Therefore the future of the Lakers starts with Howard. With Bryant and Nash nearing the end of their careers, the Lakers could and should build around Howard. Nonetheless, as the Lakers all want Howard to come back, he has the final say.
To be safe though, let’s imagine the worst case scenario if Howard did indeed decide to come back. If everything failed during Howard’s extended time with the Lakers, the team could use him as bait for trade and restock the roster. Regardless, they have to get Howard back because if he walks away on his own terms, the Lakers will get nothing in return and have a bunch of un-athletic, old players on their team. Case in point, they must bring Howard back.
The second decision the Lakers must do is decided if they’ll keep D’Antoni and if they do decide to keep him around; give him a roster that’s more his style.
While Kupchack has been a strong advocate to bringing back Howard, he’s also been supportive of bringing back Mike D’Antoni. Just like Howard, he’s here to stay folks. The only way D’Antoni leaves is if the relationship between him and Howard gets tense to the point where Howard becomes so dissatisfied that he demands D’Antonio leaves hence firing him. I doubt that happens though as D-12 wants to be perceived as the lovable 6’11 big man that everyone looks up too as a role model. He already has bad reputation as a coach-killer with the termination of his former head coach, Stan Van Gundy’s job in Orlando. I doubt he wants to get another coach fired.
D’Antoni and Howard can co-exist and win games. Howard can be that defensive leader in the paint, blocking and rebounding while also running the floor well executing the pick and rolls. The only area he could improve is in the post, but that’ll require work by him and require D’Antoni trusting him more.
Still the Lakers need to make some changes. Besides Earl Clark, Devin Ebanks, Andrew Goudelock and Jordan Hill, the Lakers are old. They need to get more, better shooters from beyond the arc (You can’t expect World Peace to drop 18 three-pointers every night), better defense/more athleticism across the perimeter and younger, fresher legs. Howard, with the exclusion of Pau Gasol, need more guards to set his shots up. Bryant, Blake and Nash could do that, if healthy, but the Lakers will need more to help the big men on the roster.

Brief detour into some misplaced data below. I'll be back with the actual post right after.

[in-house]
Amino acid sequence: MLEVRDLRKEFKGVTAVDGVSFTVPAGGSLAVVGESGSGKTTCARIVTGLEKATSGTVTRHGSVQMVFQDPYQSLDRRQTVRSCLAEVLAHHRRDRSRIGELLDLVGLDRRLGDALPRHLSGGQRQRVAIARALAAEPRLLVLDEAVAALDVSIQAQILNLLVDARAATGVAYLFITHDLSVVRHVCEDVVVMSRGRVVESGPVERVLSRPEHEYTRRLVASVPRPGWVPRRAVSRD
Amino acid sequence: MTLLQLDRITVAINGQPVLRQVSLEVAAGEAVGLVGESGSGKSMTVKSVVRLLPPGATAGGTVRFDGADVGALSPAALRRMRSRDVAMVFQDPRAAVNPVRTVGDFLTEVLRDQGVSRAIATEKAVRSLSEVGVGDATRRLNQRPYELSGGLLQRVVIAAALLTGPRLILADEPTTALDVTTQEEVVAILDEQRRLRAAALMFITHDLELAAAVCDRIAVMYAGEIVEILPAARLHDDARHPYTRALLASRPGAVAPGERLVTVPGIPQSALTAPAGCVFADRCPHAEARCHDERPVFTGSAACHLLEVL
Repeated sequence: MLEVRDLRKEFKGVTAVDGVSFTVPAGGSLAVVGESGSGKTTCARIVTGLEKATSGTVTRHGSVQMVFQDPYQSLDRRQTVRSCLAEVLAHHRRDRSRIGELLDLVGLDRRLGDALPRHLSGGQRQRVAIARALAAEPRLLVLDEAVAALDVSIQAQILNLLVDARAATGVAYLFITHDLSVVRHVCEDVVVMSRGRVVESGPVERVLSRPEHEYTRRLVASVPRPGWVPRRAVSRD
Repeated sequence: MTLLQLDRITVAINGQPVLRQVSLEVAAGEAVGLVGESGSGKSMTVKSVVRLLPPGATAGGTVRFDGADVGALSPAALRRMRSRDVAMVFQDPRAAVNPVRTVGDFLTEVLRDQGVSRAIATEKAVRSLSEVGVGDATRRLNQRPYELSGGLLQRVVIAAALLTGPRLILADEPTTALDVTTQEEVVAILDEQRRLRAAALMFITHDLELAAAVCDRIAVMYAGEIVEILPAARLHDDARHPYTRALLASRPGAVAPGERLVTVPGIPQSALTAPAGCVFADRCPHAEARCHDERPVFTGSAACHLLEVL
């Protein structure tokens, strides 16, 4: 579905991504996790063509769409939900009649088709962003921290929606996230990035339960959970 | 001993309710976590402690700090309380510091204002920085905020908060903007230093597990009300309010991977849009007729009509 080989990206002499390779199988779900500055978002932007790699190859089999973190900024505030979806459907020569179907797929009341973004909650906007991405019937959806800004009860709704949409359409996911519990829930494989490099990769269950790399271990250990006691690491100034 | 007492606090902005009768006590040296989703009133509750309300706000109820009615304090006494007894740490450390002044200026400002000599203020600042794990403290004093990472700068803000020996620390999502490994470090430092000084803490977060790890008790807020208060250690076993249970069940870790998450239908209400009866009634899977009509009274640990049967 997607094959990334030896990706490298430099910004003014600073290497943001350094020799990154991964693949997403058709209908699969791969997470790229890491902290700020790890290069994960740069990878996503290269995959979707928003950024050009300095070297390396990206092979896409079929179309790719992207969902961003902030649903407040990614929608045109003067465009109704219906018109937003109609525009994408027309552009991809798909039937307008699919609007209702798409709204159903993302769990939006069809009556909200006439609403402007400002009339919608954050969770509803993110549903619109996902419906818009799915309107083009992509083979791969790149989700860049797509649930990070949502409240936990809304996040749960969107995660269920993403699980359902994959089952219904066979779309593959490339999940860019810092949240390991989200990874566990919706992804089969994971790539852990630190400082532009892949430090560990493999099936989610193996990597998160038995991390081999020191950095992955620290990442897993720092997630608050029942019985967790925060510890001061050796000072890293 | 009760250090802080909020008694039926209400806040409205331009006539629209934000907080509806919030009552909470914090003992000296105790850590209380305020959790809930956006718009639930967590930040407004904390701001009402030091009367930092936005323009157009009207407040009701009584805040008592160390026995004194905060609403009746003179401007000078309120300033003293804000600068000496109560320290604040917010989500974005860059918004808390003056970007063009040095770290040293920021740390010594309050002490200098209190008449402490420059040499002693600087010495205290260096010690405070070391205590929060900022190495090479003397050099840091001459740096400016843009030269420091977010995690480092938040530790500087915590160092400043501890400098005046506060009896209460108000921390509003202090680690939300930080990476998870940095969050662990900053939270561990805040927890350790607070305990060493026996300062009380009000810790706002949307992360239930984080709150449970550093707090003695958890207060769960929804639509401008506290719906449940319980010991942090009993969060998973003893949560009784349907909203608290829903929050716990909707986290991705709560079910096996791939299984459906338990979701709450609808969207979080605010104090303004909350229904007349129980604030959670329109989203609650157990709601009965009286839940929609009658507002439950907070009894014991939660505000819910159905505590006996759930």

The Spurs were able to win against the Lakers because they used their defense to drown out Howard out of the post and gain possession. With Howard constantly double-teamed in the post, the Lakers needed players to be able to move the ball inside out from the weak to the strong side to get the open look and nail down the jumper. To do that, they’ll have to obtain smarter and younger guards with precise court vision.
The last important decision the Lakers need to do is cut down on spending. Bare with me here for a minute with the finances and mathematics. According to Forbes magazine, the Lakers had the highest payroll in the NBA at a staggering $100 million; with $75 million going towards Bryant, Howard, Gasol and Nash.